May in the Summer is one of those movies you wish was better than it actually is, and as you leave the theater try to convince yourself that it’s so and you’re not just kidding yourself. The core of this movie is a family drama about a young woman’s engagement to a fiancée her mother disapproves of. Familiar enough, but set against the backdrop of fierce religious and cultural motivators, the complications of a blended family, and, oh yeah, the middle east, the concept takes on added poignancy that should propel it to something truly memorable. All of those factors bring the movie halfway there, but the quality of the filmmaking itself leaves May in the Summer as a film that is always lacking the punch its subject matter ought to provide.
Our main character in this drama is the titular May (Cherien Dabis, who also wrote and directed), who opens the movie by returning from New York to her childhood home of Amman, Jordan in advance of her marriage to Ziad (Alexander Siddig), a Palestinian Muslim whom she met in New York while working on a book about Arabic proverbs. While proverbs appear written out on screen as chapter markers through the film, it’s the “Muslim” part of May’s fiancée that is the more poignant detail. Instead of playing into the larger issues of Israel vs. Palestine or Islamic extremism, however, the tension comes from the fact that May’s mother Nadine (Hiam Abbass) is a Christian, and strongly disapproves of May marrying outside her culture and religion (although May herself is decidedly agnostic). May sees this as hypocritical, given that her own estranged father (played by Bill Pullman) is a white American, and by all appearances atheistic, although this is also a point of evidence for Nadine given their divorce. May predictably rebels against her mother’s disapproval, which only complicates the fact that she’s hiding her own misgivings about the marriage from her family, including younger sisters Yasmine (Nadine Malouf) and Dalia (Alia Shawkat).
This is the pressure cooker we’re thrown into, built in countdown (the wedding is in a month when the film begins) and all. The movie should be commended for trying to tackle so much, particularly because each element is tied to its characters (something too many films sorely lack). Religious conflict hits on two fronts, as Nadine reacts both to May’s choice of husband and all three daughters’ spiritual indifference. Family issues abound, not the least of which is May’s and her sisters’ struggle with feelings of abandonment when trying to reconnect with their now-remarried father. Then there’s an all-too-timely reminder of the constant regional tension, as the girls hear fighter jets scream overhead while at a resort across the Dead Sea from the West Bank. The movie even wades into sexual politics late on, as [minor spoiler] Dalia’s sisters push her to admit she’s a lesbian.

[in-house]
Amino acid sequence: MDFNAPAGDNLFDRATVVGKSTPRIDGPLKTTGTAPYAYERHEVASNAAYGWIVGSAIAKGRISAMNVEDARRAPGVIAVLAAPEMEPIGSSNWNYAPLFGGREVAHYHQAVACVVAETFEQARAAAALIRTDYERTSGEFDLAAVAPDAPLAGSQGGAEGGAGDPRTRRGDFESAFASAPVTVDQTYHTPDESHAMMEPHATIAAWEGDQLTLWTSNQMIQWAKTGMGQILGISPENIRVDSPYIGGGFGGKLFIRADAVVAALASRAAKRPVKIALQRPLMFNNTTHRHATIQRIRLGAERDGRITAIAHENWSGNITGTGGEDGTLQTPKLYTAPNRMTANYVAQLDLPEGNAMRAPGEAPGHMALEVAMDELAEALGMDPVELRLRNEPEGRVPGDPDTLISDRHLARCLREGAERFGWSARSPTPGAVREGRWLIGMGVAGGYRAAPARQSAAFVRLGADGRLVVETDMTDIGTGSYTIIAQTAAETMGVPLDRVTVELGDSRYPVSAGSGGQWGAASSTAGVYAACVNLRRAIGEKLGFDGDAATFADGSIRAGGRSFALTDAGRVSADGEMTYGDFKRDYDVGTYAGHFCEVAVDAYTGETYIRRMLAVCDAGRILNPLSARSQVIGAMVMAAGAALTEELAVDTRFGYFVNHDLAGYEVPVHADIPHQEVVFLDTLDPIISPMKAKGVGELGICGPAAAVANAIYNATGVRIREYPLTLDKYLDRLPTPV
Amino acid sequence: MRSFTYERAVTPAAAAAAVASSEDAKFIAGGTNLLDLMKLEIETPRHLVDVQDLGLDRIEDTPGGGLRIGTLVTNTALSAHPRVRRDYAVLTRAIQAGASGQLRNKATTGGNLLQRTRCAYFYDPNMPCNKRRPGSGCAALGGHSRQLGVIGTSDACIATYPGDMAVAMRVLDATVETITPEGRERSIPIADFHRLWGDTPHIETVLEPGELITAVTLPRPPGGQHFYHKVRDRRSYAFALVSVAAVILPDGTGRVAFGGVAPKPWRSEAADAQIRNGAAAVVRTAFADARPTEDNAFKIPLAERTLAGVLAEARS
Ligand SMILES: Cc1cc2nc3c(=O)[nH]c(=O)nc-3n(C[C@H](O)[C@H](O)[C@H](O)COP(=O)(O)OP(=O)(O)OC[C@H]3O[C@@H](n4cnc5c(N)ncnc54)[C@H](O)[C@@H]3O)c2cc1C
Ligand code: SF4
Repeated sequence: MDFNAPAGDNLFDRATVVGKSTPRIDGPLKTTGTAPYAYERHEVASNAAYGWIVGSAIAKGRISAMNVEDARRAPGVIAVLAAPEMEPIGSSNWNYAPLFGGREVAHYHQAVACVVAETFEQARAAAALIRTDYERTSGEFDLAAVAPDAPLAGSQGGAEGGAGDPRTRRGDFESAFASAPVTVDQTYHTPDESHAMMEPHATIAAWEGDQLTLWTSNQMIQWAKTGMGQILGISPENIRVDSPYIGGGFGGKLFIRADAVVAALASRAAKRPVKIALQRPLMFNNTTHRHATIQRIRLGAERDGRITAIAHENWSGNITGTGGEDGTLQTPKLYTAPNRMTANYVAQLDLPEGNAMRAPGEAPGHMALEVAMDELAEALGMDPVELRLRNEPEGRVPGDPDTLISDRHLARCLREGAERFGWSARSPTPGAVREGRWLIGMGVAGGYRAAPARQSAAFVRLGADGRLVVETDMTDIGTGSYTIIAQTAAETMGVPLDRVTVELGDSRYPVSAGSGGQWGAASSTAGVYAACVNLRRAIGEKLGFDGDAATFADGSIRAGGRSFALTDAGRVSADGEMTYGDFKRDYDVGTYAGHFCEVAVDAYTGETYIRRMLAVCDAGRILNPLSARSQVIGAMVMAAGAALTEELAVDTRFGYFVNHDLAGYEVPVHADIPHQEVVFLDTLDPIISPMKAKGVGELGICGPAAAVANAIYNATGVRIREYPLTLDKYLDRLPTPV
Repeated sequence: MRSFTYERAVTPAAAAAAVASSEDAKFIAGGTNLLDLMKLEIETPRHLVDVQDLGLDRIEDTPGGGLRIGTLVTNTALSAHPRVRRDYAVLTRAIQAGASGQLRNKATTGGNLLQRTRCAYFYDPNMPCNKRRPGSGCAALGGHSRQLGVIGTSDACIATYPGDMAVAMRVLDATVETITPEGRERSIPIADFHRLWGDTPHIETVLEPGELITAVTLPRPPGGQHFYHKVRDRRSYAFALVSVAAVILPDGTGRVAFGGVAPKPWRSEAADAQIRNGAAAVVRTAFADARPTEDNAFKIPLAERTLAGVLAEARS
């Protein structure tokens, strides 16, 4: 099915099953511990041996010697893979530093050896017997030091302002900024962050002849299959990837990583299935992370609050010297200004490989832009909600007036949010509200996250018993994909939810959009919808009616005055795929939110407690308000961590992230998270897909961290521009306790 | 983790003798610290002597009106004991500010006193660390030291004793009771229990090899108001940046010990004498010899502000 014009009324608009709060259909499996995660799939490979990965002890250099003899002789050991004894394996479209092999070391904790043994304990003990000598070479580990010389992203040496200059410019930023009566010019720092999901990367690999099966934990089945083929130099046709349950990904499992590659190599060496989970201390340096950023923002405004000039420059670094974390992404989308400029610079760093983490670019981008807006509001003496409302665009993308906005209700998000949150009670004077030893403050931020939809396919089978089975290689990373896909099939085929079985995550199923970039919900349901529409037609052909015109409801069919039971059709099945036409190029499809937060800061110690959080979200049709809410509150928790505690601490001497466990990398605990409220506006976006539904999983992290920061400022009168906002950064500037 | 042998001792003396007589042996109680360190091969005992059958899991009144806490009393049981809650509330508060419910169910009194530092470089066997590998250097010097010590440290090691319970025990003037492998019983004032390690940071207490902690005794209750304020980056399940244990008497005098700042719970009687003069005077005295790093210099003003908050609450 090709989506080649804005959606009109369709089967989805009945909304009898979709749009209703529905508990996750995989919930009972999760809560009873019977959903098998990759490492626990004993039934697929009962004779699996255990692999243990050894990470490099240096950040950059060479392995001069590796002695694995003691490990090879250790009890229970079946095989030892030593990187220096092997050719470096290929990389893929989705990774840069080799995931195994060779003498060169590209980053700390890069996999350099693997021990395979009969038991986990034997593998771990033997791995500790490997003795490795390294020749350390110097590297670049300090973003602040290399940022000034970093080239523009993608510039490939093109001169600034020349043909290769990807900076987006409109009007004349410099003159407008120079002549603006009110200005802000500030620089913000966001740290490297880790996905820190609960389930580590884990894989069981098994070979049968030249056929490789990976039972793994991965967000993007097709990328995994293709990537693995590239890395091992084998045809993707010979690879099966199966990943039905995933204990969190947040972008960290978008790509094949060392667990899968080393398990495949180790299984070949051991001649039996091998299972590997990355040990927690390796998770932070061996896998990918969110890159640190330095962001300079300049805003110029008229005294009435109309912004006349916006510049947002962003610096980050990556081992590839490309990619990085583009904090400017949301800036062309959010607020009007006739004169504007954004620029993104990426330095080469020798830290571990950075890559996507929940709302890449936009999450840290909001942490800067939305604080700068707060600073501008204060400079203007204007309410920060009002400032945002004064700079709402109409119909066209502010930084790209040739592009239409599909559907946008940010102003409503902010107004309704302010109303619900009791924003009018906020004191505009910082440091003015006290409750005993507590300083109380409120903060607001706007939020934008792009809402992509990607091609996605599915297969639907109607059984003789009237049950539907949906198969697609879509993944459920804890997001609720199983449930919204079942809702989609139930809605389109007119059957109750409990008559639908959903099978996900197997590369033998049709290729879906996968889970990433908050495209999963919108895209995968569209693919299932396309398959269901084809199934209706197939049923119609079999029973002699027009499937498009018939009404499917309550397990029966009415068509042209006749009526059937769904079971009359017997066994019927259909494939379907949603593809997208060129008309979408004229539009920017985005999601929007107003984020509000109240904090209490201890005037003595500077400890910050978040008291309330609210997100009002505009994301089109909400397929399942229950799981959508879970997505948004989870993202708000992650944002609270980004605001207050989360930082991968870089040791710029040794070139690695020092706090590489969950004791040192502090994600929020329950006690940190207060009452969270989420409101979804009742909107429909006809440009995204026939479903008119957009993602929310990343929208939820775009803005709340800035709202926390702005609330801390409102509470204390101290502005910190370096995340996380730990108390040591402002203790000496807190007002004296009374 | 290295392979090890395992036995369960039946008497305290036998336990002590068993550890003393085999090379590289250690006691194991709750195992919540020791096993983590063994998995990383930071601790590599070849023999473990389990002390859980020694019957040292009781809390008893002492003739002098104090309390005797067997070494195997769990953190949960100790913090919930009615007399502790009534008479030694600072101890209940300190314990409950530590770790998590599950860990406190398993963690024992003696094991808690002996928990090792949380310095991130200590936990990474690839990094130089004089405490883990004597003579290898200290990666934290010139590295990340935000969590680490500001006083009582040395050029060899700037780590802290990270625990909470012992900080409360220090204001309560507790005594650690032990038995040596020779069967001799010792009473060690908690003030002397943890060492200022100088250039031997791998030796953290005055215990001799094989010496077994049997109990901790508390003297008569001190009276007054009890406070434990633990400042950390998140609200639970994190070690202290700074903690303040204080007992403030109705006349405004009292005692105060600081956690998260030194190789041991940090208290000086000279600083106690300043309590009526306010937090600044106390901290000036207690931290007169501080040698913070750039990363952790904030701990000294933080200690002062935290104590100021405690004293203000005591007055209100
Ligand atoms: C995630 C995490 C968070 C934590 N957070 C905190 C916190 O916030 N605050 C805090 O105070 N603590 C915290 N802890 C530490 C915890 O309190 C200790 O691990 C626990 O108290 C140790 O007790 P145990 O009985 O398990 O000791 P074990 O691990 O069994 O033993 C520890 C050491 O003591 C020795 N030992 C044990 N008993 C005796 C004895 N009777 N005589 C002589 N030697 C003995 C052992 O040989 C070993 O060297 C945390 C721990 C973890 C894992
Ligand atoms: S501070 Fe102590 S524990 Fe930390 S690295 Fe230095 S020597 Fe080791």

In fact, one of the film’s issues is that it tries to do too much. Rather than weaving together in support of May’s story and character arc, they compete for space. Going back to the scene where the sound of jet engines interrupts the peace of an idyllic resort, they also interrupt an argument between May and her sisters. The jets become the incongruous and abrupt ending to a scene that should have done more to let the audience inside someone’s point of view, ideally May’s. The notion of armed conflict in the region is not one that ever becomes significant to the film. The jets come off as a contextually appropriate but insignificant writer’s trick Dabis used to get out of a scene she couldn’t find a real ending to.